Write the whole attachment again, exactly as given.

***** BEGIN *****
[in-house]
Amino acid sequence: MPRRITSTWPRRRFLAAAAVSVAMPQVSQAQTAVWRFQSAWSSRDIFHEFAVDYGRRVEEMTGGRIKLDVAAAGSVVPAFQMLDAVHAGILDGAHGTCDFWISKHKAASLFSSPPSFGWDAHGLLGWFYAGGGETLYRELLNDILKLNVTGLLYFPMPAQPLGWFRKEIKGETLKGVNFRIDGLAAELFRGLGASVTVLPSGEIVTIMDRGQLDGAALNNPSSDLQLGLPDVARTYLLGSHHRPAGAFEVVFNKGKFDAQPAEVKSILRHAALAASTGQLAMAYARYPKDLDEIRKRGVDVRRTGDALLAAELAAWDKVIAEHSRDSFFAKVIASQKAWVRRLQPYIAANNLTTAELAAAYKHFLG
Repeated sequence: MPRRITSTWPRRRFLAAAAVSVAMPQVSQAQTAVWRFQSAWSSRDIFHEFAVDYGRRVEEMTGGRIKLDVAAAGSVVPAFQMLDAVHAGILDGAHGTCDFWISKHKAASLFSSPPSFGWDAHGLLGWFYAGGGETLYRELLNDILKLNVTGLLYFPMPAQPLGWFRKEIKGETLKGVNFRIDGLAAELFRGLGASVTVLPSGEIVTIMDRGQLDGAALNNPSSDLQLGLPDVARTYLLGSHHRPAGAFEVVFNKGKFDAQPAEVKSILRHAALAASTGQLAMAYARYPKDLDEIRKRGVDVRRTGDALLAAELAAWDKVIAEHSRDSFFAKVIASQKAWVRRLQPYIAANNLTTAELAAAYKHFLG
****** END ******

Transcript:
[in-house]
Amino acid sequence: MPRRITSTWPRRRFLAAAAVSVAMPQVSQAQTAVWRFQSAWSSRDIFHEFAVDYGRRVEEMTGGRIKLDVAAAGSVVPAFQMLDAVHAGILDGAHGTCDFWISKHKAASLFSSPPSFGWDAHGLLGWFYAGGGETLYRELLNDILKLNVTGLLYFPMPAQPLGWFRKEIKGETLKGVNFRIDGLAAELFRGLGASVTVLPSGEIVTIMDRGQLDGAALNNPSSDLQLGLPDVARTYLLGSHHRPAGAFEVVFNKGKFDAQPAEVKSILRHAALAASTGQLAMAYARYPKDLDEIRKRGVDVRRTGDALLAAELAAWDKVIAEHSRDSFFAKVIASQKAWVRRLQPYIAANNLTTAELAAAYKHFLG
Repeated sequence: MPRRITSTWPRRRFLAAAAVSVAMPQVSQAQTAVWRFQSAWSSRDIFHEFAVDYGRRVEEMTGGRIKLDVAAAGSVVPAFQMLDAVHAGILDGAHGTCDFWISKHKAASLFSSPPSFGWDAHGLLGWFYAGGGETLYRELLNDILKLNVTGLLYFPMPAQPLGWFRKEIKGETLKGVNFRIDGLAAELFRGLGASVTVLPSGEIVTIMDRGQLDGAALNNPSSDLQLGLPDVARTYLLGSHHRPAGAFEVVFNKGKFDAQPAEVKSILRHAALAASTGQLAMAYARYPKDLDEIRKRGVDVRRTGDALLAAELAAWDKVIAEHSRDSFFAKVIASQKAWVRRLQPYIAANNLTTAELAAAYKHFLG